Lukas FOSS (1922-2009)
The Prairie (1943) [53:02]
Elizabeth Weigle (soprano); Gigi Mitchell-Velasco (mezzo); Frank Kelly (tenor); Aaron Engebreth (baritone)
Providence Singers
Boston Modern Orchestra Project/Andrew Clark
rec. 15 March 2007, Mechanics Hall, Worcester MA, USA. DDD
BMOP/SOUND 1007 [53:02]
The Prairie is a setting of an epic poem by Carl Sandburg, which falls into seven short movements. The quality of sound in this recording is immediately striking, as is the quality of the performance, from both soloists and orchestra.
This is one of Foss’s earliest works, and one which had an important impact on the start of his career. The compositional style is unquestionably American, capturing the spirit of Copland and combining it with the European influence of Hindemith and Stravinsky. The orchestration is imaginative and supports the soloists well. The overall compositional style is full of optimism and energy.
The piece makes use of repeated melodic figures and a simple, well defined tonal language, giving a sense of unity between the movements but never becoming stale. Foss’s approach to instrumental writing is to treat them as voices, and the resultant effect is a rich texture of melodic lines and colours.
Foss was not originally American, but moved to Philadelphia in 1937 with his family at the age of 15 in order to escape Nazi Germany. He embraced American culture and made it his own, creating a distinctive voice for himself as an American composer. There are certain modernist elements to The Prairie, which are especially evident in the more dramatic moments, such as in the last part of the fourth movement, When the Red and the White Men Met. In these moments, one gets the sense of a young composer emerging from tradition with innovative ideas and an individual approach.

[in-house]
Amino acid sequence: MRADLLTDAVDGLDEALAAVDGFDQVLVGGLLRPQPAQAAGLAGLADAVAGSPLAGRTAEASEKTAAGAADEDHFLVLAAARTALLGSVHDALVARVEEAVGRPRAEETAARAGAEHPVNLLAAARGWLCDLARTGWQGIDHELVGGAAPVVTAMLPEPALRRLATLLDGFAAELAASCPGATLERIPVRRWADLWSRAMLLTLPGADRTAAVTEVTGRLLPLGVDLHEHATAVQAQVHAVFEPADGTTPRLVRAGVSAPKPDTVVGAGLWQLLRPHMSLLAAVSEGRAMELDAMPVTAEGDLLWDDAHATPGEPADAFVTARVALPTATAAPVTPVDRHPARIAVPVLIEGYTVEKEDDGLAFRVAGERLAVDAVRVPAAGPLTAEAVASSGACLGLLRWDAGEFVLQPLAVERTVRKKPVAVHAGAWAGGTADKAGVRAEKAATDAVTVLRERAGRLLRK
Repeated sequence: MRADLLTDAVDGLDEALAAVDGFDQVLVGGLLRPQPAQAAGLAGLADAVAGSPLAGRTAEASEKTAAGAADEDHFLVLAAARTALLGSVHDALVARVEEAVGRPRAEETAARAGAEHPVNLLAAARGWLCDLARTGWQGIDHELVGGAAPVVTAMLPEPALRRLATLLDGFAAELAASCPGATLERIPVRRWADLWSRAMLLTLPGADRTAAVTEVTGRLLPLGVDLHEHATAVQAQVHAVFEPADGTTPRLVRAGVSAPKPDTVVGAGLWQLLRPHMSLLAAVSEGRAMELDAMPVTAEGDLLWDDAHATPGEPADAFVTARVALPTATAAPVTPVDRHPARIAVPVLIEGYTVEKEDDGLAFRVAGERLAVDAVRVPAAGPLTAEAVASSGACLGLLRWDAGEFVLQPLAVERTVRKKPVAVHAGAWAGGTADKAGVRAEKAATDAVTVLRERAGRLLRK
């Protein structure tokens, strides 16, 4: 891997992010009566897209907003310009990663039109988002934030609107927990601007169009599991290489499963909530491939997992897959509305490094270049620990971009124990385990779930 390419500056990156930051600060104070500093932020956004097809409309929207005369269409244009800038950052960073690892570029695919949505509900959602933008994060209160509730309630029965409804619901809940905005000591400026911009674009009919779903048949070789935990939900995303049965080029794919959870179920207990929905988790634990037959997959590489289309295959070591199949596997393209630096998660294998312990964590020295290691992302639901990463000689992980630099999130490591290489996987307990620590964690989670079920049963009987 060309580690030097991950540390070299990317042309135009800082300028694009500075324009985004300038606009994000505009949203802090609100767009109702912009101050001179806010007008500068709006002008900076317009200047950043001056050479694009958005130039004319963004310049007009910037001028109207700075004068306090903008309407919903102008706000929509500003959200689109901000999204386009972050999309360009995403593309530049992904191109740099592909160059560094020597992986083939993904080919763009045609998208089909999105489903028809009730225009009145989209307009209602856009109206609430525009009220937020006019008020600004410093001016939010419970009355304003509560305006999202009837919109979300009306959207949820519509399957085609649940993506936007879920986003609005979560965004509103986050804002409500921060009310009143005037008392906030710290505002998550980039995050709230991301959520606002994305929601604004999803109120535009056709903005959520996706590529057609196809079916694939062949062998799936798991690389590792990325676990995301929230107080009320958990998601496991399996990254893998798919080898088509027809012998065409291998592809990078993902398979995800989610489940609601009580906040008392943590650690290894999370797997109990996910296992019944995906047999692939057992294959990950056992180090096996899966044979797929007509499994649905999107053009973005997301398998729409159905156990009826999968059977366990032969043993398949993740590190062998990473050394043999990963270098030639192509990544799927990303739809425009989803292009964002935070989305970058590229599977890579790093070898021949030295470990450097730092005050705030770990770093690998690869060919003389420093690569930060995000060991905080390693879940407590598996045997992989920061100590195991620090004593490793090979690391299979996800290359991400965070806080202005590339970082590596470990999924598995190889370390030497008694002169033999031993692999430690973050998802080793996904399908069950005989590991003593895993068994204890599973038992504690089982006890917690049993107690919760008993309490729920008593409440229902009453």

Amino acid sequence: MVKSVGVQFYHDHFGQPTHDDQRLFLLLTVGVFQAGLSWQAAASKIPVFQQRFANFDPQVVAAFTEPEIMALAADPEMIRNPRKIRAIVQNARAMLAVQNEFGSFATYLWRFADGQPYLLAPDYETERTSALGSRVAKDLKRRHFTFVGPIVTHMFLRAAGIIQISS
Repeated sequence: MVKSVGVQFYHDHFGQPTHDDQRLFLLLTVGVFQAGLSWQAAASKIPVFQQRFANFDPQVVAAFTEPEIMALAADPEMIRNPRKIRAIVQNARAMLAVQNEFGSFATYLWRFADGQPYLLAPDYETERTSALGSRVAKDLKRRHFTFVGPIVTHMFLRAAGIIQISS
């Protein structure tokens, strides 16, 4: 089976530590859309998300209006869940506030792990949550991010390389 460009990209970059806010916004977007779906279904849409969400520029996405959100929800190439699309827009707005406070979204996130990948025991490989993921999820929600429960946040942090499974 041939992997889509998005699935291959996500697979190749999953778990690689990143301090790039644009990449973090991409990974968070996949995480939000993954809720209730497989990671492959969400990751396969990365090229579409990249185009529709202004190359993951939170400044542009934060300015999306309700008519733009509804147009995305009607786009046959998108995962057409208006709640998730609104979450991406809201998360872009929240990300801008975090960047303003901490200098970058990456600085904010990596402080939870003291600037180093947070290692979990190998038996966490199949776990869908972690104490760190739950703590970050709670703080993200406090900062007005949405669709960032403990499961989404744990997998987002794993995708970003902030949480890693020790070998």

The opening movement serves as a prologue, setting the scene and describing the landscape. Frank Kelly’s tenor voice is arresting here, with a beautiful tone and expressive phrasing. Folk-inspired material takes centre-stage towards the middle of the work, making use of open harmony based on fourths and fifths. A prolonged oboe solo evokes shepherds, and sparse orchestration accompanies the haunting soprano solo, O Prairie Girl. A dramatic orchestral interlude introduces the final song, which looks towards the future with an optimistic but at times solemn outlook. The end of the work is punchy and energetic, with syncopated rhythms, bright instrumentation and driving forward movement. This forms the main climax of the work, and this recording is both exhilarating and dramatic.
Sandburg’s text was adapted by Foss to suit his plan for the music, broken into songs and at times re-ordered from the original. However, the poem has a strong identity, and there are some beautifully evocative lines.
This is an excellent recording which captures the essence of the work very well.  

Carla Rees
An excellent recording which captures the essence of the work very well.